All Things Considered
All Things Considered
Monday, October 25, 2010

Minnesota Public Radio Stories

  • WellstoneThe Wellstone Files
    The FBI's files on Paul and Sheila Wellstone, many of which are being made public for the first time after a Freedom of Information Act request by MPR News, shed new light on the extent of the relationship between the FBI and the political activist who would go on to become a U.S. senator from Minnesota.5:20 p.m.
  • Tarryl ClarkDFLer Clark hopes for upset in conservative 6th District
    In her bid to unseat Rep. Michele Bachmann in the 6th District, Democrat Tarryl Clark has to tread carefully. The Cook Political Report rates the 6th as the state's most Republican-leaning.5:24 p.m.
  • Dominic Felder and daughtersFamily of man shot by Mpls police wins $1.8M award
    A federal court jury on Monday awarded slightly more than $1.8 million to the family of a man who was shot and killed by two Minneapolis police officers in 2006, finding the two officers used excessive force when they shot the man.5:51 p.m.
  • The U.S. CapitolMeet the Candidates: 5th District Congress
    5th District U.S. Rep. Keith Ellison debates his major party challengers: Republican Joel Demos and the Independence Party's Tom Schrunk.5:55 p.m.
  • Has political spending by outside groups in this year's campaign been a good thing?
    Each Monday now through the election, we'll pose a question related to the race for governor. Today's Question: Has political spending by outside groups in this year's campaign been a good thing?6:27 p.m.

National Public Radio Stories

  • Iraqis Hope WikiLeaks Will Shed Light On Brutal Past
    In Iraq, reaction to the WikiLeaks documents has focused mainly on allegations of wrongdoing by Iraqi officials. But as details are revealed, Iraqis anticipate the documents will hold some answers to long-unresolved questions.
  • Youngest Detainee At Guantanamo Pleads Guilty
    Omar Khadr, accused as a teenager of killing an American soldier in Afghanistan in 2002, pleaded guilty to all five charges as part of a deal with military authorities. He had been facing a possible life sentence if convicted.
  • Maine City Weighs Allowing Noncitizens To Vote
    On Election Day, some people will be allowed to vote even though they are not citizens of the United States. That's because a handful of communities allow noncitizens who are in the country legally to vote in municipal elections. Portland, Maine, could be about to join that short list of communities. The city's citizens will vote on whether to invite noncitizens to join them in the voting booths in future elections.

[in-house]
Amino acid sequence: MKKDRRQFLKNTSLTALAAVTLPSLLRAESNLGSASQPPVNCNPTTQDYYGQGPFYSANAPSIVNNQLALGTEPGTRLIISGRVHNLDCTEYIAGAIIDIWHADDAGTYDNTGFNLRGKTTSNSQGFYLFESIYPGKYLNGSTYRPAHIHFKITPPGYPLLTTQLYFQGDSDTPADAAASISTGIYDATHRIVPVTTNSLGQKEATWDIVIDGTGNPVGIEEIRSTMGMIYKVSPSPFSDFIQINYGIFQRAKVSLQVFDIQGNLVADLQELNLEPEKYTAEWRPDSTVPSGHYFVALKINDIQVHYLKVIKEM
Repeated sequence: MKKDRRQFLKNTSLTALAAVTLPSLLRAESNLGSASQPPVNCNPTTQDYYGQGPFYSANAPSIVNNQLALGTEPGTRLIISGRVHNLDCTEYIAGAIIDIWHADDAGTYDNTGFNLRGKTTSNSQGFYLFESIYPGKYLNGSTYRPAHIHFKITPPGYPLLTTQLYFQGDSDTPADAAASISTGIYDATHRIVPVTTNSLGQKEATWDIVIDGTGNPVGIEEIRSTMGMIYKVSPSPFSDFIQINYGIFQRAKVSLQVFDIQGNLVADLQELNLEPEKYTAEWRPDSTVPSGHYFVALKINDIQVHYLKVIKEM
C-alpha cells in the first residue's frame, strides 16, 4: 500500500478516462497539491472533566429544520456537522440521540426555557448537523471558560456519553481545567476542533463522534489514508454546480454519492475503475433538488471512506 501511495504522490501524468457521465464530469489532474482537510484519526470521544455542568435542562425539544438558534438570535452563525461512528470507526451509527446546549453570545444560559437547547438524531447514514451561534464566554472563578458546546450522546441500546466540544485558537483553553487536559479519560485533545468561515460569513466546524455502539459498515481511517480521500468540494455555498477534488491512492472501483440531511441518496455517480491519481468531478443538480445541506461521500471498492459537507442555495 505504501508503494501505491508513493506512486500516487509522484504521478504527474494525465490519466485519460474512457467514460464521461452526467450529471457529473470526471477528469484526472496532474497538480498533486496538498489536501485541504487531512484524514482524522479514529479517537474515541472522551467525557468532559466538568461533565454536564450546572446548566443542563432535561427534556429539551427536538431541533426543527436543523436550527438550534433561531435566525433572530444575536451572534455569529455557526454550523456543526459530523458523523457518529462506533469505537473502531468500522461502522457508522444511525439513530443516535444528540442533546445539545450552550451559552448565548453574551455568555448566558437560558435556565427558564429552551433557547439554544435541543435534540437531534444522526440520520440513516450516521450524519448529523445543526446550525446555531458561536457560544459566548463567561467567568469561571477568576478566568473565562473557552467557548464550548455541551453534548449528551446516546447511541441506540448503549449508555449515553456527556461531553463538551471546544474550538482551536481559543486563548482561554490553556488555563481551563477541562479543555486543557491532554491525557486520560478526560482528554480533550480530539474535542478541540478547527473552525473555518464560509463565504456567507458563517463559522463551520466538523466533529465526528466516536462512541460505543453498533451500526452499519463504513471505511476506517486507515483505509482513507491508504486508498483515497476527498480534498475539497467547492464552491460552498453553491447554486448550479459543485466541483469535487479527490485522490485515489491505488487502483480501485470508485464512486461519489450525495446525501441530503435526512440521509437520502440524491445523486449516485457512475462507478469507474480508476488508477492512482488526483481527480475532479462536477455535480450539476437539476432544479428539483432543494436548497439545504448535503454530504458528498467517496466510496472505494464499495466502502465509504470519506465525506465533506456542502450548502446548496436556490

• Sci-Fi's Cory Doctorow Separates Self-Publishing Fact From Fiction
    Cory Doctorow is a best-selling science-fiction writer, champion of creative commons and, now, self-publishing pioneer. He tells NPR's Michele Norris the key to making money off a business model that's built around the word "free."
  • High-Tech Ghouls Haunt Stores, Homes
    Halloween is decidedly high-tech these days, with stores selling zombie babies or animatronic Freddy Krueger dolls. But many Halloween purists prefer a DIY approach. As technology gets cheaper, more people are experimenting with robots, microcontrollers and movement detectors.
  • 'Tea Party Express' Shakes Up GOP And The Movement
    Formed by a longtime Republican consultant in California, it has grabbed national attention with its cross-country bus tour and high-profile association with Sarah Palin and others. But some in the Tea Party movement see the Express as old-fashioned.
  • Tracking Polls And Predictions For The Midterms
    With just a little over one week to go before the midterm elections, there are an abundance of polls on House and Senate races, voter turnout, the strength of the Tea Party and trends in early voting. NPR's Michele Norris talks to statistician Nate Silver, founder of the popular political blog FiveThirtyEight, who has been described as the pollster's pollster.
  • Rhode Island Democrat: Obama Can 'Shove It'
    The Democratic candidate for governor in the state -- Frank Caprio -- learned Sunday night that President Obama won't be endorsing him. And in a radio interview Monday morning on WPRO in Providence, Caprio blasted the president, saying: "I didn't ask for President Obama's endorsement. You know, he could take his endorsement and really shove it as far as I'm concerned." NPR's Robert Siegel talks to John Mulligan, Washington bureau chief of the Providence Journal, about the too-close-to-call Rhode Island governor's race.
  • In Miami, Hopes Sky-High For NBA Championship
    The NBA season kicks off Tuesday. Most of the attention may be focused on the game in Boston where the Celtics take on the Miami Heat. During the off-season, Miami signed three megastars, including LeBron James. Now, the expectations are sky-high for a championship.
  • Fans Show Their LeBron Love -- Through Poetry
    NPR's Michele Norris talks to Dan Grech, radio news director of WLRN Miami Herald News, about the LeBron James Poetry contest. In honor of James coming to Miami, folks are invited to submit poetry to mark this event. They have received more than 1,000 submissions.

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